Takeaways: Growth has slowed to something that looks solid, but unspectacular. The Fed has thrown another spanner in the works. Earnings estimates are falling. We know companies aren’t just resting on their laurels amidst the squall – capital and operational optimisation are top of the agenda and M&A activity is certainly maintaining its heady pace. But can private equity still teach companies a few tricks?
Keeping the door open for December
Two sagas have dominated 2015: first Greece, now the Fed. The supposedly dead-rubber October meeting brought another twist in the tale last week, as the FOMC unexpectedly removed its warning about global financial and economic risks and firmly put December back on the table. With the ECB strongly hinting that it’ll be moving the opposite direction, we’re “divergence-on” again in anticipated monetary policy. The dollar hit its highest level against the Euro since August last week. So that’s more currency-related earnings concerns in the pipeline, but maybe more bargains in the Eurozone aisle?
But, is this the Fed signalling that it’s ready to move – or are they just keeping the door open for December? I’d suggest the latter. To do this they obviously need to acknowledge diminished emerging market turmoil. Arguably, this part of the statement should have generated a big circular reference warning, since recent emerging market calm is in good part due to their previous signal that they weren’t ready to raise rates. Right on cue, emerging market equities and currencies did retreat again on this news, but (for now) it seems more orderly than previous Fed inspired moves. China’s stimulus, its trial of looser capital controls and the ECB’s QE near-promise have softened the blow…or perhaps investors have just heard ‘wolf’ too many times.
Plus softer US figures just don’t shout ‘raise!’ US GDP growth slowed to an annualised 1.5% in Q3, from 3.9% in Q2. The fall is mainly due to a drag on inventories and domestic consumption still looks positive – but will the Fed really feel confident enough to move now?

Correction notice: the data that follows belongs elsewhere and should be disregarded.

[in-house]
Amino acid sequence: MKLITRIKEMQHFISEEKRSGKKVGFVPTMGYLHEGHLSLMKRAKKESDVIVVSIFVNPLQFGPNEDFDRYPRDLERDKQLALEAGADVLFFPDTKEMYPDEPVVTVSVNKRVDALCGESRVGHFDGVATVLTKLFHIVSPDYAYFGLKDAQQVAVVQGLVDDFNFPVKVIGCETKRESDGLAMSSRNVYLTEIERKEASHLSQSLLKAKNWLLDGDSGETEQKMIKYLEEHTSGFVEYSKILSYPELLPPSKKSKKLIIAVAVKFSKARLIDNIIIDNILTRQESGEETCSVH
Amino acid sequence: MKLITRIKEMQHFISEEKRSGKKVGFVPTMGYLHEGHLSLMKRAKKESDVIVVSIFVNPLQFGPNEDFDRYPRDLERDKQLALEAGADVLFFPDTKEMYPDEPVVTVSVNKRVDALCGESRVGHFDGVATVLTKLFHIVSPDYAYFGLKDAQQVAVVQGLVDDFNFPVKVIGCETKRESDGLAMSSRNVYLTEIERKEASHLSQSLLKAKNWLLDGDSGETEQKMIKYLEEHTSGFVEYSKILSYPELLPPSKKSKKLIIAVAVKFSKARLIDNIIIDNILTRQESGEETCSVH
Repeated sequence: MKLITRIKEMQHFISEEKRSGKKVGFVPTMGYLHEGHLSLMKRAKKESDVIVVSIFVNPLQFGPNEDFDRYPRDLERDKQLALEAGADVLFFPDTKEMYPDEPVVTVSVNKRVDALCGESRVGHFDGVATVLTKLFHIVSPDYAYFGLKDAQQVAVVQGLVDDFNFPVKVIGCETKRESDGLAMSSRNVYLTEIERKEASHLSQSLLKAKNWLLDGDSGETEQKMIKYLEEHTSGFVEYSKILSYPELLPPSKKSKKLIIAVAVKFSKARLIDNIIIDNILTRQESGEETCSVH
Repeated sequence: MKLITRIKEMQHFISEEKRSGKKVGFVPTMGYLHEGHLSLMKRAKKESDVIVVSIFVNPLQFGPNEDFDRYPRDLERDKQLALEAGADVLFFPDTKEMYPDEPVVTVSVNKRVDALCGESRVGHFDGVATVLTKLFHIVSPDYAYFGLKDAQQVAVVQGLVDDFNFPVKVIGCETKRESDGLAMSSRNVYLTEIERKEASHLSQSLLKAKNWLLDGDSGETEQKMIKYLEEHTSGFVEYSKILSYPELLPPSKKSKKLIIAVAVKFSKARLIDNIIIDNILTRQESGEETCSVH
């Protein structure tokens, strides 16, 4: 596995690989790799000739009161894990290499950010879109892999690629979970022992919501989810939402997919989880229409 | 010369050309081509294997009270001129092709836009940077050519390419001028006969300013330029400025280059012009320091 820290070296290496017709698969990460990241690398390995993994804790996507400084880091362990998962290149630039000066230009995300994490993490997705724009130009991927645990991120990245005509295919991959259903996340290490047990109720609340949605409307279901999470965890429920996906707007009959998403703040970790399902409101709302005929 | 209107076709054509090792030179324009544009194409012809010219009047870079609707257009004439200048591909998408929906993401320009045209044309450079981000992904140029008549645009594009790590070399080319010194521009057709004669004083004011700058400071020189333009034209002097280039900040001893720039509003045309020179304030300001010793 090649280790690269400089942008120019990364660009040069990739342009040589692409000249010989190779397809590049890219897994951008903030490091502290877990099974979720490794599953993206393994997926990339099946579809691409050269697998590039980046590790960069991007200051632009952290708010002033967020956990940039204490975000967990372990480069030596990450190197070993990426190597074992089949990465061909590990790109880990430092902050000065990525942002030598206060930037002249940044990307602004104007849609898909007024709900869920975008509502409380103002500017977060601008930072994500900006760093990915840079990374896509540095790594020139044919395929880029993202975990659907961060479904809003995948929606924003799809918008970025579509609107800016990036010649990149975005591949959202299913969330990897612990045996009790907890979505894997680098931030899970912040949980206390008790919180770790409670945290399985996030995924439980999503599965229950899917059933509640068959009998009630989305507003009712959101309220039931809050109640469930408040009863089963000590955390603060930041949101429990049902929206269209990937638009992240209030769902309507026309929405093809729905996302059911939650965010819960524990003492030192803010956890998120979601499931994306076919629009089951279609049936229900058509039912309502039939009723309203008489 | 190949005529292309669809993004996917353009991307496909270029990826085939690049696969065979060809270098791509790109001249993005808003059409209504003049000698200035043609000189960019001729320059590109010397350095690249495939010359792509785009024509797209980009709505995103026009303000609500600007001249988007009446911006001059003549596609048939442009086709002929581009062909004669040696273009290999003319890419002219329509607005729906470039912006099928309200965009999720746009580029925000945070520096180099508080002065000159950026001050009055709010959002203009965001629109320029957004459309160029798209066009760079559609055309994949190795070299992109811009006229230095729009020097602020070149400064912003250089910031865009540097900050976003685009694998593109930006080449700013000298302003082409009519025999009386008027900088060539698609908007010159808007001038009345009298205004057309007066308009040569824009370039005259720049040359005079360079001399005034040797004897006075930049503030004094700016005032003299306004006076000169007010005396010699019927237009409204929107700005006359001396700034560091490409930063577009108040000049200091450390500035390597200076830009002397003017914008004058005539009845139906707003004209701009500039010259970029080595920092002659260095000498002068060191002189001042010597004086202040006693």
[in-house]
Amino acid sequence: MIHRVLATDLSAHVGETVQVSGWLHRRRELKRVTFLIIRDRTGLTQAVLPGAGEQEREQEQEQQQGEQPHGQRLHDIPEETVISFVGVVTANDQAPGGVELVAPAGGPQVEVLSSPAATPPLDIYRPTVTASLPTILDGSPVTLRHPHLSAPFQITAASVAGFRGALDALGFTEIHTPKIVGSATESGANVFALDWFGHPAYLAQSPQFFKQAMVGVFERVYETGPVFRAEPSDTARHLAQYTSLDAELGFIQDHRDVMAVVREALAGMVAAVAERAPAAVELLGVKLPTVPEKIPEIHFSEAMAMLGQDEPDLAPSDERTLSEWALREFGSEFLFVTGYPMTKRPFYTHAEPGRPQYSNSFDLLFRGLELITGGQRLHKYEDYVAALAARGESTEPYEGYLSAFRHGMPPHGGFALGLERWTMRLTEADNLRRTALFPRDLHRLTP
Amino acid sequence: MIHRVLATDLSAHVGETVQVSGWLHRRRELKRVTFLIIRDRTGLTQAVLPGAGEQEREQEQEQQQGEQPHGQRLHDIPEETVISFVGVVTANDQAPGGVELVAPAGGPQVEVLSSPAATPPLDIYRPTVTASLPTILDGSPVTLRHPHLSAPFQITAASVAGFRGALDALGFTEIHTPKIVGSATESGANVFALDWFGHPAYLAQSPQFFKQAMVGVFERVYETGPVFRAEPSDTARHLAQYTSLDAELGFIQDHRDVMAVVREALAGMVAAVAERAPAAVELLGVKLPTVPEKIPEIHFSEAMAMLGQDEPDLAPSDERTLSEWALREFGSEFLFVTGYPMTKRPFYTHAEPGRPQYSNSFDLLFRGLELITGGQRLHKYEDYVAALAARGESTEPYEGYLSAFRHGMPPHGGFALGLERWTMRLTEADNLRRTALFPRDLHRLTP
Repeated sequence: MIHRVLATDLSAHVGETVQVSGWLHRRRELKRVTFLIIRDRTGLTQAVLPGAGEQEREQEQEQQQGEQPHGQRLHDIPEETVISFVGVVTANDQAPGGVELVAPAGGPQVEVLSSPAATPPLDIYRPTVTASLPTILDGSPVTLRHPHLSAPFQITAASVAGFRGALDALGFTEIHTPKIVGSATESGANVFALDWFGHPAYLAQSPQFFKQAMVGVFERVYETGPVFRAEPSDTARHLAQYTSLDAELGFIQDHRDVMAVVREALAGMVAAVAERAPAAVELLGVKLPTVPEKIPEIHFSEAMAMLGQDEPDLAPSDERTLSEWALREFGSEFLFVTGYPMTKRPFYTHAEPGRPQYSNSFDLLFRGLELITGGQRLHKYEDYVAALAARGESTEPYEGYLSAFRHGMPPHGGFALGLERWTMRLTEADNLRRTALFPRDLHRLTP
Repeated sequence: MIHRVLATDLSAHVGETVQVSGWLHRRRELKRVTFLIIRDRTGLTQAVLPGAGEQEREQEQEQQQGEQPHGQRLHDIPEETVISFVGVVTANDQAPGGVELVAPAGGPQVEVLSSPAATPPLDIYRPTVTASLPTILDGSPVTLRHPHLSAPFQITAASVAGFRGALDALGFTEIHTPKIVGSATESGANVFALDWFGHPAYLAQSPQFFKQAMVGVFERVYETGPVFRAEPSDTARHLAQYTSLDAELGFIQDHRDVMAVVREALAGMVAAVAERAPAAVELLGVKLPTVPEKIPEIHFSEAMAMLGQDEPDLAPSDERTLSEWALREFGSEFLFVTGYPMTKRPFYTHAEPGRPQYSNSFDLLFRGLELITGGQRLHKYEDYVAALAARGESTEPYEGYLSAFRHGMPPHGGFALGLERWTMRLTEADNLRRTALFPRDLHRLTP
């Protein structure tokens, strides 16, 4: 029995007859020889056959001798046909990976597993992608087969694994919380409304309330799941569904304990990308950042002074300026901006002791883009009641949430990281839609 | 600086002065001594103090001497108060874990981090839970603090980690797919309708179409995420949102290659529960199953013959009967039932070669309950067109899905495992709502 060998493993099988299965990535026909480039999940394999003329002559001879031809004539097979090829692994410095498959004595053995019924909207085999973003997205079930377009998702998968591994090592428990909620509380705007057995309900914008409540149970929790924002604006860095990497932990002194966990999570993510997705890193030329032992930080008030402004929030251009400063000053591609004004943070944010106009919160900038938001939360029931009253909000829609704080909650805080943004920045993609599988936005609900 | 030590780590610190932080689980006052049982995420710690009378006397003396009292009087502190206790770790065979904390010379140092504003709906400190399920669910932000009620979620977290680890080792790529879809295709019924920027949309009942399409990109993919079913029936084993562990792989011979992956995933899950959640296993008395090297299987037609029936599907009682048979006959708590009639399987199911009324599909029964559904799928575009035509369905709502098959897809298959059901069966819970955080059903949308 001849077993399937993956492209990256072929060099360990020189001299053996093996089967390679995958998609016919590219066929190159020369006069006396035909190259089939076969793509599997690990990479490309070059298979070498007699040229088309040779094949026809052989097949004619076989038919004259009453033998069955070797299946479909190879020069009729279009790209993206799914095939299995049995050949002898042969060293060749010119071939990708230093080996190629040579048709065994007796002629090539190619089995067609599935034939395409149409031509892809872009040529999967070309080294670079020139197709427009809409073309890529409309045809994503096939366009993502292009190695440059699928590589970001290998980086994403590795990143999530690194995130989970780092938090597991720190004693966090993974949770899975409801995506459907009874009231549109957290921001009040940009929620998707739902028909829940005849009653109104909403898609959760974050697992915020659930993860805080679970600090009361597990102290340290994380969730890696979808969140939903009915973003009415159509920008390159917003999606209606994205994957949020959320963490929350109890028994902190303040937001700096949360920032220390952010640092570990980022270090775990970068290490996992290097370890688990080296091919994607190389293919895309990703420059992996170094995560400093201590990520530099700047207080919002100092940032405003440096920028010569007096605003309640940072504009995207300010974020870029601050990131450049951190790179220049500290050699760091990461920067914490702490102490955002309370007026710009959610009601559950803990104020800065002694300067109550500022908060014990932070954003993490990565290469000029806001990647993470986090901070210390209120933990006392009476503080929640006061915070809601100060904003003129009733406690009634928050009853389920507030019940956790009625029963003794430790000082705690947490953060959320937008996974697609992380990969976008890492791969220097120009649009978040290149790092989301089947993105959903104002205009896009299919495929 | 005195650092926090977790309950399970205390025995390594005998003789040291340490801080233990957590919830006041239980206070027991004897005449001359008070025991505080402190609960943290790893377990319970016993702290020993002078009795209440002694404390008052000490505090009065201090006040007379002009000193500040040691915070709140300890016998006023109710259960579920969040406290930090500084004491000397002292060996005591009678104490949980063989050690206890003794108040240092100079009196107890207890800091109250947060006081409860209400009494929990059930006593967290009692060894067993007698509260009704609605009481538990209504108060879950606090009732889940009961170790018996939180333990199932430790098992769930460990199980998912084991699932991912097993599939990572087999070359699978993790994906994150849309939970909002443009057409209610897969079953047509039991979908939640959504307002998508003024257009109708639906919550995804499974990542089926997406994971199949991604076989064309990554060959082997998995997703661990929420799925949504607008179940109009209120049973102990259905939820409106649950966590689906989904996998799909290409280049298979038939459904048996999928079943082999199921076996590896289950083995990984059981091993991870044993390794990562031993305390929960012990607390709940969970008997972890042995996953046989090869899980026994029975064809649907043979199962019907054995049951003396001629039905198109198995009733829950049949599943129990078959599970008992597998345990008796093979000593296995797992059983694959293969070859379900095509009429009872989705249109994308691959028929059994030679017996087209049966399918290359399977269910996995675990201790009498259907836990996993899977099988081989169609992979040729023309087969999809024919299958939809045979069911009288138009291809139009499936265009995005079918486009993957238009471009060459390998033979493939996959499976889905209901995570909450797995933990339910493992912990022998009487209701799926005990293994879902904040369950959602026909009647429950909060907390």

Looking under the UK’s bonnet…
UK GDP also slipped back in Q3 to growth of 0.5%, from 0.7% in the previous quarter. The first estimate should always be treated with caution, but other surveys confirm that Q3 growth was softer – especially in manufacturing and construction. Our data shows a 39% increase in profit warnings compared to the previous quarter – the biggest increase in almost four years. Profit expectations were disrupted by global uncertainties and the impact of low commodity prices – which is still working its way through the supply chain. Some companies are also still struggling to come to terms with the demands – and costs – of the new digital economy. Even in what we might term the consumer sweet spot, FTSE Travel & Leisure issued the most warnings for almost eight years. This was in part due to one-off factors, but also the impact of rising costs and increasing competition and regulation.
So, how do we square this rise in profit warnings with the confidence displayed in our latest UK Capital Confidence Barometer, where UK executives expressed overwhelming optimism in corporate earnings – rising to 93%, from 62% in the last survey? The discrepancy may be partly due to the nature of profit warnings, which measure any fall in expectations. Executives may now feel that short-term pain of adjustment is past and that they have taken steps to correct their models and invest and acquire in the right areas. In other words, companies are fighting back and have confidence in their ability to place the right bets.